The thyroid is a butterfly-shaped gland that lies in close vicinity to the voice box. Hence, when people speak, vibrations are transmitted to the gland and can be picked up by an ultrasound probe on the skin.
By detecting a change in the character of the sound waves, could malignant tumours of the thyroid gland be detected? A new research paper published in the journal Applied Physics Letters has studied this question. The initial results seem promising.
The shear wave elastography (SWE) method involves holding the ultrasound probe on the thyroid and then asking the person to make an 'eee' sound at 150 Hz. The person is guided using an instructional sound to match the required wavelength.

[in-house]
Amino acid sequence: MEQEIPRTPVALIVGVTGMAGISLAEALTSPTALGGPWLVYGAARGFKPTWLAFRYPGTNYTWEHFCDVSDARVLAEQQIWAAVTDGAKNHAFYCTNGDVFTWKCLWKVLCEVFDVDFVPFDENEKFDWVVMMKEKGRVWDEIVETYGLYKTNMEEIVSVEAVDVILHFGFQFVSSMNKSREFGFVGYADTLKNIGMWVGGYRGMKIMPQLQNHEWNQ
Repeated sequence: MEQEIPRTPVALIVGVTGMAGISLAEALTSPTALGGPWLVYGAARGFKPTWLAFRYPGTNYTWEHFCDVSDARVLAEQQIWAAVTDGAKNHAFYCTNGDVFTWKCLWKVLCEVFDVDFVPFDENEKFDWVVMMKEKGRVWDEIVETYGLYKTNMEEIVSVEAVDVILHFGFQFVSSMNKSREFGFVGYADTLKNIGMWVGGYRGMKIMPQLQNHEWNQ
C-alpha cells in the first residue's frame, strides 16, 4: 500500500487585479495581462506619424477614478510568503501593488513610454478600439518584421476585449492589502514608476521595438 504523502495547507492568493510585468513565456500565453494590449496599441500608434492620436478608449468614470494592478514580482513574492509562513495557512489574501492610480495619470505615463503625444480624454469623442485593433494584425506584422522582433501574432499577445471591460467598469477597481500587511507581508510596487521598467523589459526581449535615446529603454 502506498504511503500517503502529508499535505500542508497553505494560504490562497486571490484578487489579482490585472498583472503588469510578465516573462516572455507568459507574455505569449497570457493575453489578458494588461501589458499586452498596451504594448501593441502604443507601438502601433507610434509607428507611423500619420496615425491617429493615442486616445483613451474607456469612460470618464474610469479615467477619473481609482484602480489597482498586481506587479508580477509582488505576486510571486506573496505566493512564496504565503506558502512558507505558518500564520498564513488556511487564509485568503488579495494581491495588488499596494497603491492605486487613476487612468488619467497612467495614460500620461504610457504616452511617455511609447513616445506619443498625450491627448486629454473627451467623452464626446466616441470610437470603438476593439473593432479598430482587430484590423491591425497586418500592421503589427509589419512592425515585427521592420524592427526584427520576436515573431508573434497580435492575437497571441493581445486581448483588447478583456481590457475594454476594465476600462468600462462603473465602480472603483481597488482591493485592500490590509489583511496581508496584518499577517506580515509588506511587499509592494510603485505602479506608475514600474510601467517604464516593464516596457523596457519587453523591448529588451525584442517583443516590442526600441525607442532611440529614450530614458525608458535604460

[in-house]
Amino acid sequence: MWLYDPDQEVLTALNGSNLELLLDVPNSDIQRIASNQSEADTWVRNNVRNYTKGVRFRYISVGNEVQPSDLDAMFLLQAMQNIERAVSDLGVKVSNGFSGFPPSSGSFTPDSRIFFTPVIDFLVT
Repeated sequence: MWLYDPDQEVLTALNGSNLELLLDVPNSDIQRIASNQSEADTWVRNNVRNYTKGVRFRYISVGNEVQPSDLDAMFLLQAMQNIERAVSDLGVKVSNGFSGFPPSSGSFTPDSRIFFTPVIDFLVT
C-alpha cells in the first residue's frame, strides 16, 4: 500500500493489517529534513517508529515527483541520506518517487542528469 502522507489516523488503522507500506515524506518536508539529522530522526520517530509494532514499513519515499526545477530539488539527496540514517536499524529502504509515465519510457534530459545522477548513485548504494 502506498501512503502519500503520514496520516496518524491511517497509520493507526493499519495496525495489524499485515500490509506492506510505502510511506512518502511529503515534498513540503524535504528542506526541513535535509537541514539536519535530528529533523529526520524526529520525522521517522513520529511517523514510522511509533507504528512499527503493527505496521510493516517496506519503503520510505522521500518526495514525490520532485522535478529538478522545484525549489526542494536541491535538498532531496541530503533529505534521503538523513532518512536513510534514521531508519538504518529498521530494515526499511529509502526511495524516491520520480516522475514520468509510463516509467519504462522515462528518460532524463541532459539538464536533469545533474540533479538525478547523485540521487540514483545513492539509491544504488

Software created by the researchers then detects these vibrations and generates a report of the velocity of the vibrations which usually passes faster through stiff tissues.
This is used along with the ultrasound report to identify hidden malignant tumours of the thyroid.
In thyroid cancer. the tissues become stiff and hard. This causes the vibrations to travel faster than in healthy or benign tissues. The test has been found effective in analysing stiffened tissues but is yet to be seen how it differentiates between the stiff and healthy or benign tissues. It is advised to consult your endocrinologist to know more about the thyroid.